The Washington Times - October 22, 2013, 12:56PM

Local reporters wanted Redskins special teams coordinator Keith Burns’ view on his struggling unit after it has allowed a touchdown three weeks in a row. We caught up with him on Monday afternoon at Redskins Park. 

Last week, several veterans wondered if everyone was buying into Burns’ teachings. It’s understandable if that process takes time given most came up hearing the voice of longtime special teams coach Danny Smith, who took the same position in Pittsburgh in the offseason.


“I don’t think it had anything to do with buying in,” Burns said. “Everything was new to them. It’s no different than if you put in a new offense, you put in a new defense. It’s going to be new to everybody. So that has nothing to do with it, the scheme itself.”

Burns and head coach Mike Shanahan insisted their team gave a better effort on Sunday in a 45-41 win over the Chicago Bears despite the 81-yard punt return by Devin Hester. In fairness, Hester is one of the NFL’s all-time greats with 19 special teams touchdowns in his career. And the play was well blocked and well executed by Chicago.

It didn’t help that both Paul and Reed Doughty tripped over fallen Bears special teamer Joe Anderson as they tried to run with Hester to the far side of the field. They both went down, he turned the corner at full speed and had a wall of blockers down the right sideline. Give Hester his due. Results are all that matter, though. And when they don’t come through players naturally start to question the process.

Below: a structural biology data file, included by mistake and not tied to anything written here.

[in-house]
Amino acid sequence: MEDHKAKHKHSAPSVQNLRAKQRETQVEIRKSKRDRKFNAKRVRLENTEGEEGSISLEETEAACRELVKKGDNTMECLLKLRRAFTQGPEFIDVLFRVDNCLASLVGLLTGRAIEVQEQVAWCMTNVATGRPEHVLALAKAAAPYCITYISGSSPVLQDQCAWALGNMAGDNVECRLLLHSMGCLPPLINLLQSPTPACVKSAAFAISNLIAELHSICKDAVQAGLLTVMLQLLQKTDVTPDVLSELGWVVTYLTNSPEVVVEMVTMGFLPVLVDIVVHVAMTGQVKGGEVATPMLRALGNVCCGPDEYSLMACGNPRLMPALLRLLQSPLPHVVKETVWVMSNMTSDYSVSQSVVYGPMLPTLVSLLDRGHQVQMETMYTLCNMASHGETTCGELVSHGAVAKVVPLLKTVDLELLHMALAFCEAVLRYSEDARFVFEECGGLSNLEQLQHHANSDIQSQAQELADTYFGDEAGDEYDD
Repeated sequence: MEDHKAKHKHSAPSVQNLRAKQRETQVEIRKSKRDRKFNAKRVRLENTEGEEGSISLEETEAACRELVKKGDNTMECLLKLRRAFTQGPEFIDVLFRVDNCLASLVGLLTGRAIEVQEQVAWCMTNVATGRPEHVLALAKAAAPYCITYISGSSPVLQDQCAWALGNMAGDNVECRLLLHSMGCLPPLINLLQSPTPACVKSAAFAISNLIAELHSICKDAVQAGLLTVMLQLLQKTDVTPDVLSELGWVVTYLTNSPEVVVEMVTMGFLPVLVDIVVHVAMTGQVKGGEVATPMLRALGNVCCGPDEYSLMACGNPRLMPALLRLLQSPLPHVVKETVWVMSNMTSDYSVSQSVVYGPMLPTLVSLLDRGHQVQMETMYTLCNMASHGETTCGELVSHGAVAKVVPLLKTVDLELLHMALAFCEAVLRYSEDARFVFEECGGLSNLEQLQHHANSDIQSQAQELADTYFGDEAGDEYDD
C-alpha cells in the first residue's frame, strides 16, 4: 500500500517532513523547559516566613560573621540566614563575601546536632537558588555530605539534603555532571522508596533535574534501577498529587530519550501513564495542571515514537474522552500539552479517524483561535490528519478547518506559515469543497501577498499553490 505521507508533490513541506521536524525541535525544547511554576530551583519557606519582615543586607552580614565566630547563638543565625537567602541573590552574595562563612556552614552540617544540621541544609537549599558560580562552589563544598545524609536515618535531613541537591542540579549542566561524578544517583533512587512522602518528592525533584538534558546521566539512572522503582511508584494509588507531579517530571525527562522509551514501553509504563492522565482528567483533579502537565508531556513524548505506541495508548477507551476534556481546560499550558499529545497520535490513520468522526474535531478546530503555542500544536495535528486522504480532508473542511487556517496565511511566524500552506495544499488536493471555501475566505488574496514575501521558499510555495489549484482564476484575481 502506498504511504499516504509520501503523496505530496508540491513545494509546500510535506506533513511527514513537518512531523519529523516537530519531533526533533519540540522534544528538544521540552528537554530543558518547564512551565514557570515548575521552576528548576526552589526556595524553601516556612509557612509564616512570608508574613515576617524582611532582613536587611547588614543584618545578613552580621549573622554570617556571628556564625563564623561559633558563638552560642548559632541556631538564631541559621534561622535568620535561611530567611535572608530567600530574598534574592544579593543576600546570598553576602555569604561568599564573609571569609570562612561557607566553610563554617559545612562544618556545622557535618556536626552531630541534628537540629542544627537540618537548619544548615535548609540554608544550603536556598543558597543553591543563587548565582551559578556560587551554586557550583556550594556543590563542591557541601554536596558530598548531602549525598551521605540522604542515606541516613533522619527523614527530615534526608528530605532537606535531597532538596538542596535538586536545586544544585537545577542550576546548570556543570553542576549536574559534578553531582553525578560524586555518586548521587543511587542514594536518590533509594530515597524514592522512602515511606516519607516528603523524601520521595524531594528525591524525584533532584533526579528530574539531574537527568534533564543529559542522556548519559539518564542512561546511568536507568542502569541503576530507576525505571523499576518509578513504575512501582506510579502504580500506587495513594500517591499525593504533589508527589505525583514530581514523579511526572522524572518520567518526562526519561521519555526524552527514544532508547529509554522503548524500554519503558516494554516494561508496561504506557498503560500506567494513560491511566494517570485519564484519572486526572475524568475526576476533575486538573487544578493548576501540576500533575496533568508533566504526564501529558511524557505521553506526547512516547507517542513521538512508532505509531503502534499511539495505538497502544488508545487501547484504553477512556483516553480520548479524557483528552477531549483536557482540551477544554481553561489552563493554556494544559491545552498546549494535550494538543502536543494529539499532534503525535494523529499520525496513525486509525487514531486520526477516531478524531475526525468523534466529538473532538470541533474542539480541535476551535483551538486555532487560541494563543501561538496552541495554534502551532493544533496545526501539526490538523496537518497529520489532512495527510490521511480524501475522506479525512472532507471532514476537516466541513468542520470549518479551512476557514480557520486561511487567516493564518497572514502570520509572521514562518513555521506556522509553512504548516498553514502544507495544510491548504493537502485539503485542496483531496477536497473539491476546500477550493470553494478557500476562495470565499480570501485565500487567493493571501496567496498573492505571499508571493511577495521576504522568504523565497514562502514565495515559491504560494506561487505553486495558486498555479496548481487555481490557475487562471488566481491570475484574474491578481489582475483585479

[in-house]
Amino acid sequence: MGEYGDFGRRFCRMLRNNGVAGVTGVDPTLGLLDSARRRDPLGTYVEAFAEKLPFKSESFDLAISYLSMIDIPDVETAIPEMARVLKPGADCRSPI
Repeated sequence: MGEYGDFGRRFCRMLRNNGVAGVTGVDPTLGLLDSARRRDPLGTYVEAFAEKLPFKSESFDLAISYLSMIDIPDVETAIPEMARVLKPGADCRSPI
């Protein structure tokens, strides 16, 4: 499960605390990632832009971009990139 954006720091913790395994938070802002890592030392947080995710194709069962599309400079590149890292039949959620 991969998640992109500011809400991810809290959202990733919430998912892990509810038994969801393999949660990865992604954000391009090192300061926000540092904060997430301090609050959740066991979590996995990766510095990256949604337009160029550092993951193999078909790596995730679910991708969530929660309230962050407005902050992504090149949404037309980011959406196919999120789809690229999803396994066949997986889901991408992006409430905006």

“Yes, I understand it from a player’s perspective because when you’re so used to being in one system for so many years, that’s part of it,” Burns said. “But what I bring to the table, I’ve played in five different special teams systems, I’ve coached in three different special teams systems. I’ve always taken a little part from each.”

For his part, Paul actually echoed Burns’ take that there was better effort on special teams overall. The mistakes continue, though. Punt returner Josh Morgan allowed a ball to hit at the 11 and roll to the 1. That put Washington’s offense in a terrible spot early in the first quarter. Yes, it was an excellent punt by Adam Podlesh. The ball went about 55 yards in the air. But it almost cost the Redskins two points when fullback Darrel Young was smashed at the line of scrimmage two plays later and almost tackled for a safety.

Morgan didn’t have many opportunities to return either punts or kicks on Sunday. Chicago kicker Robbie Gould had touchbacks on his first three kickoffs. On the fourth, Morgan caught the ball at the 4 and raced up to the 21 before losing the football. It was a huge break for Washington that Paul was there to pounce on it. But how would that special teams day be viewed if Chicago recovers there? Or, for that matter, if the Bears hadn’t been offside on the onside kick they recovered in the fourth quarter? 

“No, it can’t happen. We talk about ball security all the time,” Burns said of Morgan’s fumble. “Any time you have the ball in your hand whether you’re a punt returner or a kick returner you have the whole organization in your hands. So therefore you have to, at the end of the day, the end of the play, come up with the ball and hand it to the offense.”